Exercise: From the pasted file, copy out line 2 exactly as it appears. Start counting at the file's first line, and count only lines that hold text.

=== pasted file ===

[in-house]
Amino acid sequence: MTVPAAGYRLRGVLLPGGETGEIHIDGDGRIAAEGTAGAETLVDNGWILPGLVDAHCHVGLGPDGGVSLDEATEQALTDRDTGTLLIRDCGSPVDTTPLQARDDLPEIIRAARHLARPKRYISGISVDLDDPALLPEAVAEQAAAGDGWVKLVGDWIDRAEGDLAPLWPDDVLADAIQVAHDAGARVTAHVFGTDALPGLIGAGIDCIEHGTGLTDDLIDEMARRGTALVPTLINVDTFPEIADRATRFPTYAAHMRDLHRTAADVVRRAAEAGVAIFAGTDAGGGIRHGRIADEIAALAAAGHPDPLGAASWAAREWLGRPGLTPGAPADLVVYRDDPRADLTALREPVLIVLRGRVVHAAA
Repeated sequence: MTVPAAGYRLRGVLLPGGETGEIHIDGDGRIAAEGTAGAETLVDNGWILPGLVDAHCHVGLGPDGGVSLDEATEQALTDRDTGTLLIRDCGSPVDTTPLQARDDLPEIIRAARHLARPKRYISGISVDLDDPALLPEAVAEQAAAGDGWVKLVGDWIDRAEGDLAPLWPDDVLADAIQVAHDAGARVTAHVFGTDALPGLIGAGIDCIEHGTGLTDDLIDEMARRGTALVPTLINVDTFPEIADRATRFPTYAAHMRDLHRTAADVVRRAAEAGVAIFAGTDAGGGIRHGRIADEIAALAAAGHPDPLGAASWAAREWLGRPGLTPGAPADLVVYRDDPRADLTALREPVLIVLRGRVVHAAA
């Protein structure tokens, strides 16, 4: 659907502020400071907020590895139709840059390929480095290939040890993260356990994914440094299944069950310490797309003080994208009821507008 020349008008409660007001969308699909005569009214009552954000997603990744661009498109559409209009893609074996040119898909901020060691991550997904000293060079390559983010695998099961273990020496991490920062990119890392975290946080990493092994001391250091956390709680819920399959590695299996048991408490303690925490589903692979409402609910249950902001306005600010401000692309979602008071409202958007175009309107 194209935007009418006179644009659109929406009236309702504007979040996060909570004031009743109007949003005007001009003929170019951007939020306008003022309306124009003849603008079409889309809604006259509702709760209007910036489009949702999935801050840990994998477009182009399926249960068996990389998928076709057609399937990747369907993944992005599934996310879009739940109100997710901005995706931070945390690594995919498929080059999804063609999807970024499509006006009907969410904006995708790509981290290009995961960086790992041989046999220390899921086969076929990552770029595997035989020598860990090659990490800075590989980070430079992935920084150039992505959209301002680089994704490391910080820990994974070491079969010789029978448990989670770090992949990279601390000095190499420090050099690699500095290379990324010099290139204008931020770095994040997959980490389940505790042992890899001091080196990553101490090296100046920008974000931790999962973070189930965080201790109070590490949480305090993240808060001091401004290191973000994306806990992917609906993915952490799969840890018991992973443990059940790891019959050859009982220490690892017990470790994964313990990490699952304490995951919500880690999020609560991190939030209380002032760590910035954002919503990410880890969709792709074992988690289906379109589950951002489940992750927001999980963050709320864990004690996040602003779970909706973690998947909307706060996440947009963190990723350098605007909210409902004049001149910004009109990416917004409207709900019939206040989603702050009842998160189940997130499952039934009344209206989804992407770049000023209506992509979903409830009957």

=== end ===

Amino acid sequence: MTVPAAGYRLRGVLLPGGETGEIHIDGDGRIAAEGTAGAETLVDNGWILPGLVDAHCHVGLGPDGGVSLDEATEQALTDRDTGTLLIRDCGSPVDTTPLQARDDLPEIIRAARHLARPKRYISGISVDLDDPALLPEAVAEQAAAGDGWVKLVGDWIDRAEGDLAPLWPDDVLADAIQVAHDAGARVTAHVFGTDALPGLIGAGIDCIEHGTGLTDDLIDEMARRGTALVPTLINVDTFPEIADRATRFPTYAAHMRDLHRTAADVVRRAAEAGVAIFAGTDAGGGIRHGRIADEIAALAAAGHPDPLGAASWAAREWLGRPGLTPGAPADLVVYRDDPRADLTALREPVLIVLRGRVVHAAA